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Sermon: "Hate the Evil, Cling to the Good"-Romans 12:9b-c
The Apostle Paul
Hate What is Evil
If what we display will truly be Christ’s love, we will constantly be hating what is evil (verse 9 B).
Preliminary Comment: I need to point out that I believe a connection exists between “Let love be without hypocrisy” and “Abhor what is evil.” We could read these statements as separate exhortations, but I think we should understand them as interconnected ideas. In other words, in order to love without a mask, we must continually be hating what is evil.
Psalm 97:10 says, “You who love the LORD, hate evil.”
And Proverbs 8:13 reads, “The fear of the LORD is to hate evil.”
Let’s ask a few more questions. Do we truly hate the evil things we see in ourselves and in one another? Or have we become so accustomed to seeing bad habits and hearing bad words that we have become desensitized toward them and have even developed a toleration for them? One writer has said, “Our only security against sin is to be shocked by it.”
Let’s try some more Application and ask more questions:
Consider how this holy love operates on three levels:
As those who teach youngsters (either as professionals or as Sunday School teachers), are we being responsible to inform parents about “the good, the bad, and the ugly” behavior of their children? We should start off with the “good,” of course; however, we should not stop there. We must then give parents examples of bad behavior (bullying, lying, temper tantrums, selfishness) and not let the little urchins “get away with murder,” so to speak. We should seek to meet the needs of both the parents and the children by graciously exposing wrongdoing, not by closing a blind eye to it.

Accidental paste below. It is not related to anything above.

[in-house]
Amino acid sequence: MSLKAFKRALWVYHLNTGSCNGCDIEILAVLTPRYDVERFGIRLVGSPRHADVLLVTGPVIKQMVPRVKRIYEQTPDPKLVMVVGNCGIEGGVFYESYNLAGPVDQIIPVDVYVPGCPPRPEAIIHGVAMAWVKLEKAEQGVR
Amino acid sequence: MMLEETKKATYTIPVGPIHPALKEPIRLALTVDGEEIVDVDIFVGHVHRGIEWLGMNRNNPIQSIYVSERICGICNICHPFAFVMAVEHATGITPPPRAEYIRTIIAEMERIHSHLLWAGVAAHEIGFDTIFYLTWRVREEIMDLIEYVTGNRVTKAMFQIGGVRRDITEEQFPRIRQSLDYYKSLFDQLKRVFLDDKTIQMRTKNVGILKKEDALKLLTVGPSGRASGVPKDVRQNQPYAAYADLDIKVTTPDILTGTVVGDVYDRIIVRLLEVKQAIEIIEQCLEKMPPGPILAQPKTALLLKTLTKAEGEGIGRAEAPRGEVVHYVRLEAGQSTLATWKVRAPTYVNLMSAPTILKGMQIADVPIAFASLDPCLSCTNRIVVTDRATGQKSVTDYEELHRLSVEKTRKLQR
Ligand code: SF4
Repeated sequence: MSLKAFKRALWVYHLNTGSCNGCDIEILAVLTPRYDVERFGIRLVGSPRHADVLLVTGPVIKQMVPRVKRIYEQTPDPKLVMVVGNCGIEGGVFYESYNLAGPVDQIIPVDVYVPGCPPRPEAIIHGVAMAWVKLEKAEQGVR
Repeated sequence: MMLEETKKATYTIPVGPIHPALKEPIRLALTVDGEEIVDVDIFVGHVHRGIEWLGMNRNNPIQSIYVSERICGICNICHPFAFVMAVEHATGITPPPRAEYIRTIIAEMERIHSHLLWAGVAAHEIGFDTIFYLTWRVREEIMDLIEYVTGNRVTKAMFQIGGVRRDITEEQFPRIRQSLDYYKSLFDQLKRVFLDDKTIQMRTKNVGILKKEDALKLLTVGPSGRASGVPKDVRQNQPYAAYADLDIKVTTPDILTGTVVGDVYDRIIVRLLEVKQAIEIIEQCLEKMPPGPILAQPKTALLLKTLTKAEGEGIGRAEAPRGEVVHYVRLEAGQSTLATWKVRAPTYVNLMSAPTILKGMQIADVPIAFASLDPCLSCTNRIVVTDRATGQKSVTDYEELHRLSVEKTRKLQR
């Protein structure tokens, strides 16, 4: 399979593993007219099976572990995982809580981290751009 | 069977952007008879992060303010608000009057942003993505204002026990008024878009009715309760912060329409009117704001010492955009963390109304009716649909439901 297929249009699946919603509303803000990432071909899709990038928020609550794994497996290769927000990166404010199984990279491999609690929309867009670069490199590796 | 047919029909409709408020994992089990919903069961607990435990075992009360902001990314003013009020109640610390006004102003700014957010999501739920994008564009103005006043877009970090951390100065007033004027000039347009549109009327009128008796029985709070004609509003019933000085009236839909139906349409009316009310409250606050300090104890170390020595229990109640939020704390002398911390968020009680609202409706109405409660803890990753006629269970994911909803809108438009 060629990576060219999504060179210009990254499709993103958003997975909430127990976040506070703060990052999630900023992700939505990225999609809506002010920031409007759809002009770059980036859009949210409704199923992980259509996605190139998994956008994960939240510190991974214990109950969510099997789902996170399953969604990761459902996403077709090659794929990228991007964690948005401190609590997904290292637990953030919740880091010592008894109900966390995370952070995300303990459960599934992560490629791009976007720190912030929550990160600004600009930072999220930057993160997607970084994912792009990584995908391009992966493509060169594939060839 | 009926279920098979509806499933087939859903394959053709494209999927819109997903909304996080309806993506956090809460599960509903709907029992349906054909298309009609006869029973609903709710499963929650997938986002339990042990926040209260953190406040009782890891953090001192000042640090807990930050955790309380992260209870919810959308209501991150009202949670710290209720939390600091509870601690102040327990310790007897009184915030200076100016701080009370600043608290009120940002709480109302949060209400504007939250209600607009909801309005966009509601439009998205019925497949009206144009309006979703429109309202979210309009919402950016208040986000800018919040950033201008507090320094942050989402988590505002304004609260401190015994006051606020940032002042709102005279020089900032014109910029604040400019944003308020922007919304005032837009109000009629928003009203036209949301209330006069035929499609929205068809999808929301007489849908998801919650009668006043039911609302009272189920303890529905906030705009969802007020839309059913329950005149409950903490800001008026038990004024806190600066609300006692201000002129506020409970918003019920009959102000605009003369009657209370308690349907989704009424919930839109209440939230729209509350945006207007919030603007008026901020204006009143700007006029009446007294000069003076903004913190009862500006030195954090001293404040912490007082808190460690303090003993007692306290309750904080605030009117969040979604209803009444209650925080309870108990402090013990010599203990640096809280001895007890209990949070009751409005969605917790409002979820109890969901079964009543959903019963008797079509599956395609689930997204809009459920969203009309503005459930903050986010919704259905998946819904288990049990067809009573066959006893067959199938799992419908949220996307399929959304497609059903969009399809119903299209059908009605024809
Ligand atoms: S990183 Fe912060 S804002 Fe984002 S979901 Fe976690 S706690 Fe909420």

As those spiritually and morally concerned about general society, are we being responsible to act on these social and spiritual issues to some degree? Do we contribute any of our time and or money to rescue the unborn, to help unwed mothers, or to guide undisciplined children? In the religious realm, do we actively stand against false religion? Neglecting to share the gospel with those trapped in apostate churches does not show the love of Christ to them.
As those spiritually and morally concerned about our personal lives, are we being responsible to monitor what we watch on television or read on the Internet? How can we love as we ought to love when we willingly imbibe the world’s views on this subject?
Proverbs 6:16-19 reads:
“These six things the LORD hates: Yes, seven are an abomination to Him. A proud look, a lying tongue, hands that shed innocent blood, a heart that devises wicked plans, feet that are swift in running to evil, a false witness who speaks lies, and one who sows discord among brethren.”
The Apostle Paul writes in 1 Thessalonians: “Abstain from all appearance of evil.” In other words, we must not engage in or allow any activity that even begins to smack of something we know to be unholy. Paul writes elsewhere: “Flee immorality.”
Transition: (Not only must the love we show respond negatively against evil, but it must also positively draw strength from good things.)
Cling to the Good
If we would adequately show Christ’s love, we must join ourselves to the “good” (v. 9c)
We must stick (literally, glue/cement) ourselves to “things” that are inherently good.